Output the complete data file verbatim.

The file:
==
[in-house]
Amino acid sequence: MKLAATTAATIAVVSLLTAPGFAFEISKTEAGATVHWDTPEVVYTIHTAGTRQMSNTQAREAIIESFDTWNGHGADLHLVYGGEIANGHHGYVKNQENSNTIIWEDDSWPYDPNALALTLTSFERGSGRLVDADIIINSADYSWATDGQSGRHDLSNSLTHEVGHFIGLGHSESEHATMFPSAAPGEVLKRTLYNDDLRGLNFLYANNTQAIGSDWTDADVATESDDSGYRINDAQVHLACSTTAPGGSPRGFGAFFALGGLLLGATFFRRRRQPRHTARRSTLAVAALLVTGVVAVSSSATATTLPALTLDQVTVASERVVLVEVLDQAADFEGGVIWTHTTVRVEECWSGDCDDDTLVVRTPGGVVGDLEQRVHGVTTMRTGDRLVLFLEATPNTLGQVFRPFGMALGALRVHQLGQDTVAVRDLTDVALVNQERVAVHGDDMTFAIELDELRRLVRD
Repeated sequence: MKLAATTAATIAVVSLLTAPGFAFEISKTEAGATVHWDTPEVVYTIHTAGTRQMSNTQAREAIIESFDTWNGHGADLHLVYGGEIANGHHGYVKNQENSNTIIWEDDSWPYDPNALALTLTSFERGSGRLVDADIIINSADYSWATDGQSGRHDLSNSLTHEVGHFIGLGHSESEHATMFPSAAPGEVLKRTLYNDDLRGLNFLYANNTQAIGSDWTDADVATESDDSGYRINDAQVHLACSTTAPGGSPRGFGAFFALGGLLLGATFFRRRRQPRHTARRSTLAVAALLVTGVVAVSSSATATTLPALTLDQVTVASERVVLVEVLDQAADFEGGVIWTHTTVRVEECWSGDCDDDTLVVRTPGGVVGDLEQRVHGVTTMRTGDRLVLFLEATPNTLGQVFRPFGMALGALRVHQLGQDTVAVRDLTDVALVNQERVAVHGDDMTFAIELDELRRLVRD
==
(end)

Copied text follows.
[in-house]
Amino acid sequence: MKLAATTAATIAVVSLLTAPGFAFEISKTEAGATVHWDTPEVVYTIHTAGTRQMSNTQAREAIIESFDTWNGHGADLHLVYGGEIANGHHGYVKNQENSNTIIWEDDSWPYDPNALALTLTSFERGSGRLVDADIIINSADYSWATDGQSGRHDLSNSLTHEVGHFIGLGHSESEHATMFPSAAPGEVLKRTLYNDDLRGLNFLYANNTQAIGSDWTDADVATESDDSGYRINDAQVHLACSTTAPGGSPRGFGAFFALGGLLLGATFFRRRRQPRHTARRSTLAVAALLVTGVVAVSSSATATTLPALTLDQVTVASERVVLVEVLDQAADFEGGVIWTHTTVRVEECWSGDCDDDTLVVRTPGGVVGDLEQRVHGVTTMRTGDRLVLFLEATPNTLGQVFRPFGMALGALRVHQLGQDTVAVRDLTDVALVNQERVAVHGDDMTFAIELDELRRLVRD
Repeated sequence: MKLAATTAATIAVVSLLTAPGFAFEISKTEAGATVHWDTPEVVYTIHTAGTRQMSNTQAREAIIESFDTWNGHGADLHLVYGGEIANGHHGYVKNQENSNTIIWEDDSWPYDPNALALTLTSFERGSGRLVDADIIINSADYSWATDGQSGRHDLSNSLTHEVGHFIGLGHSESEHATMFPSAAPGEVLKRTLYNDDLRGLNFLYANNTQAIGSDWTDADVATESDDSGYRINDAQVHLACSTTAPGGSPRGFGAFFALGGLLLGATFFRRRRQPRHTARRSTLAVAALLVTGVVAVSSSATATTLPALTLDQVTVASERVVLVEVLDQAADFEGGVIWTHTTVRVEECWSGDCDDDTLVVRTPGGVVGDLEQRVHGVTTMRTGDRLVLFLEATPNTLGQVFRPFGMALGALRVHQLGQDTVAVRDLTDVALVNQERVAVHGDDMTFAIELDELRRLVRD